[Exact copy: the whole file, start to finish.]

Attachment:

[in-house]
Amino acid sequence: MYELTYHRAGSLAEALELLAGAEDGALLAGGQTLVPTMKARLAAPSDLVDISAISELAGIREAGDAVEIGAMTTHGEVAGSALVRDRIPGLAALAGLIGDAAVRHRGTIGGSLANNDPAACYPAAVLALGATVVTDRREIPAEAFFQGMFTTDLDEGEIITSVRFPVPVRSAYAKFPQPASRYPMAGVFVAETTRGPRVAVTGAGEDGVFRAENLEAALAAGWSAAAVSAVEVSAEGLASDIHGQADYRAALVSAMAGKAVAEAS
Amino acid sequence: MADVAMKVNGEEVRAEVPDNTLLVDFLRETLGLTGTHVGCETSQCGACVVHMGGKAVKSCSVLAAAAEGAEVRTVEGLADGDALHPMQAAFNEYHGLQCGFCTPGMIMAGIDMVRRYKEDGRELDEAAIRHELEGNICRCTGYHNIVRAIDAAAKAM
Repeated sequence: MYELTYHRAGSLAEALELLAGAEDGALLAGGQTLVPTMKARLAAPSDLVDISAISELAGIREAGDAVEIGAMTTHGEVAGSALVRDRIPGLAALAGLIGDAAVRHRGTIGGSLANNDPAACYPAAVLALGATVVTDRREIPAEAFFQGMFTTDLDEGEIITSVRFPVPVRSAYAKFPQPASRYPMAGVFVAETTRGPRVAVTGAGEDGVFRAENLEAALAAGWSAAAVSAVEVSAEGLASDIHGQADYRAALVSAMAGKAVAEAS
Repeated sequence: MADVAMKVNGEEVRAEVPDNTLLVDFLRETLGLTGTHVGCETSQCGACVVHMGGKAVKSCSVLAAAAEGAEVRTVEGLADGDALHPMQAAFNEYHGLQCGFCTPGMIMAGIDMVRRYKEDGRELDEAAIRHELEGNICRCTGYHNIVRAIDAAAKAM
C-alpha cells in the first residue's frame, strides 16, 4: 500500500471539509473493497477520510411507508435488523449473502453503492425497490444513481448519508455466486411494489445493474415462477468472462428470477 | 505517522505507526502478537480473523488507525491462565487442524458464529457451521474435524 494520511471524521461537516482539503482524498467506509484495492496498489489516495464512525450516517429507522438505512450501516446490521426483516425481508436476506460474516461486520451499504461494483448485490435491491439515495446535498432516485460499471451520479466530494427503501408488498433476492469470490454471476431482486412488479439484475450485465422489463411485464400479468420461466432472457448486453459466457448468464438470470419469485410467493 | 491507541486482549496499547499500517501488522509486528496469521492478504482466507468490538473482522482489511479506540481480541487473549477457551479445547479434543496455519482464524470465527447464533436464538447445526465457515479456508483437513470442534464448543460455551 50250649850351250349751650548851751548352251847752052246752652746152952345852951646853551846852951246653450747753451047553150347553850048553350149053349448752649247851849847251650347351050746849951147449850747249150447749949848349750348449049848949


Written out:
[in-house]
Amino acid sequence: MYELTYHRAGSLAEALELLAGAEDGALLAGGQTLVPTMKARLAAPSDLVDISAISELAGIREAGDAVEIGAMTTHGEVAGSALVRDRIPGLAALAGLIGDAAVRHRGTIGGSLANNDPAACYPAAVLALGATVVTDRREIPAEAFFQGMFTTDLDEGEIITSVRFPVPVRSAYAKFPQPASRYPMAGVFVAETTRGPRVAVTGAGEDGVFRAENLEAALAAGWSAAAVSAVEVSAEGLASDIHGQADYRAALVSAMAGKAVAEAS
Amino acid sequence: MADVAMKVNGEEVRAEVPDNTLLVDFLRETLGLTGTHVGCETSQCGACVVHMGGKAVKSCSVLAAAAEGAEVRTVEGLADGDALHPMQAAFNEYHGLQCGFCTPGMIMAGIDMVRRYKEDGRELDEAAIRHELEGNICRCTGYHNIVRAIDAAAKAM
Repeated sequence: MYELTYHRAGSLAEALELLAGAEDGALLAGGQTLVPTMKARLAAPSDLVDISAISELAGIREAGDAVEIGAMTTHGEVAGSALVRDRIPGLAALAGLIGDAAVRHRGTIGGSLANNDPAACYPAAVLALGATVVTDRREIPAEAFFQGMFTTDLDEGEIITSVRFPVPVRSAYAKFPQPASRYPMAGVFVAETTRGPRVAVTGAGEDGVFRAENLEAALAAGWSAAAVSAVEVSAEGLASDIHGQADYRAALVSAMAGKAVAEAS
Repeated sequence: MADVAMKVNGEEVRAEVPDNTLLVDFLRETLGLTGTHVGCETSQCGACVVHMGGKAVKSCSVLAAAAEGAEVRTVEGLADGDALHPMQAAFNEYHGLQCGFCTPGMIMAGIDMVRRYKEDGRELDEAAIRHELEGNICRCTGYHNIVRAIDAAAKAM
C-alpha cells in the first residue's frame, strides 16, 4: 500500500471539509473493497477520510411507508435488523449473502453503492425497490444513481448519508455466486411494489445493474415462477468472462428470477 | 505517522505507526502478537480473523488507525491462565487442524458464529457451521474435524 494520511471524521461537516482539503482524498467506509484495492496498489489516495464512525450516517429507522438505512450501516446490521426483516425481508436476506460474516461486520451499504461494483448485490435491491439515495446535498432516485460499471451520479466530494427503501408488498433476492469470490454471476431482486412488479439484475450485465422489463411485464400479468420461466432472457448486453459466457448468464438470470419469485410467493 | 491507541486482549496499547499500517501488522509486528496469521492478504482466507468490538473482522482489511479506540481480541487473549477457551479445547479434543496455519482464524470465527447464533436464538447445526465457515479456508483437513470442534464448543460455551 50250649850351250349751650548851751548352251847752052246752652746152952345852951646853551846852951246653450747753451047553150347553850048553350149053349448752649247851849847251650347351050746849951147449850747249150447749949848349750348449049848949